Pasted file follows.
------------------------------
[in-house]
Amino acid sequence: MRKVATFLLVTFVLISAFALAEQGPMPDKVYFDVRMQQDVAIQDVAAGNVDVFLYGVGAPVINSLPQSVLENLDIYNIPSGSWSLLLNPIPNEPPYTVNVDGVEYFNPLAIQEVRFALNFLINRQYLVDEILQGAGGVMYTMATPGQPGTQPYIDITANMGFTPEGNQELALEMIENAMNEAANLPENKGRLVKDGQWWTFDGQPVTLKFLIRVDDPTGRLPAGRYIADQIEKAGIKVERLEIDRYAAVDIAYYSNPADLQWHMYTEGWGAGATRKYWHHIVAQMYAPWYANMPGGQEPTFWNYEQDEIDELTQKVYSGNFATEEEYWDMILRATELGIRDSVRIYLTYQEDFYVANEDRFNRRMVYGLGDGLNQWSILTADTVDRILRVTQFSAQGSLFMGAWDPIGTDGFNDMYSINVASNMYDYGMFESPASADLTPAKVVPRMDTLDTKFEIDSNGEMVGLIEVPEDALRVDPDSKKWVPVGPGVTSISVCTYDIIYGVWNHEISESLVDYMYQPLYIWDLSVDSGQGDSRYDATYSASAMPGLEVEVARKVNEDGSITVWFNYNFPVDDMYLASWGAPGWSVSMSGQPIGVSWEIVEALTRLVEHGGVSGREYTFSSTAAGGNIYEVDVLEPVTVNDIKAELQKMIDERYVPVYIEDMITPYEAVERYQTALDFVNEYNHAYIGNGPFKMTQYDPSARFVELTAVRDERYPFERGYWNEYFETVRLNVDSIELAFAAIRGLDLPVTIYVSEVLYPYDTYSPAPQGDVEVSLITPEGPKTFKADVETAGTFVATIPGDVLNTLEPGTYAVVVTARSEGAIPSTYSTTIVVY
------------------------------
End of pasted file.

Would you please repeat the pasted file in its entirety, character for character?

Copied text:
[in-house]
Amino acid sequence: MRKVATFLLVTFVLISAFALAEQGPMPDKVYFDVRMQQDVAIQDVAAGNVDVFLYGVGAPVINSLPQSVLENLDIYNIPSGSWSLLLNPIPNEPPYTVNVDGVEYFNPLAIQEVRFALNFLINRQYLVDEILQGAGGVMYTMATPGQPGTQPYIDITANMGFTPEGNQELALEMIENAMNEAANLPENKGRLVKDGQWWTFDGQPVTLKFLIRVDDPTGRLPAGRYIADQIEKAGIKVERLEIDRYAAVDIAYYSNPADLQWHMYTEGWGAGATRKYWHHIVAQMYAPWYANMPGGQEPTFWNYEQDEIDELTQKVYSGNFATEEEYWDMILRATELGIRDSVRIYLTYQEDFYVANEDRFNRRMVYGLGDGLNQWSILTADTVDRILRVTQFSAQGSLFMGAWDPIGTDGFNDMYSINVASNMYDYGMFESPASADLTPAKVVPRMDTLDTKFEIDSNGEMVGLIEVPEDALRVDPDSKKWVPVGPGVTSISVCTYDIIYGVWNHEISESLVDYMYQPLYIWDLSVDSGQGDSRYDATYSASAMPGLEVEVARKVNEDGSITVWFNYNFPVDDMYLASWGAPGWSVSMSGQPIGVSWEIVEALTRLVEHGGVSGREYTFSSTAAGGNIYEVDVLEPVTVNDIKAELQKMIDERYVPVYIEDMITPYEAVERYQTALDFVNEYNHAYIGNGPFKMTQYDPSARFVELTAVRDERYPFERGYWNEYFETVRLNVDSIELAFAAIRGLDLPVTIYVSEVLYPYDTYSPAPQGDVEVSLITPEGPKTFKADVETAGTFVATIPGDVLNTLEPGTYAVVVTARSEGAIPSTYSTTIVVY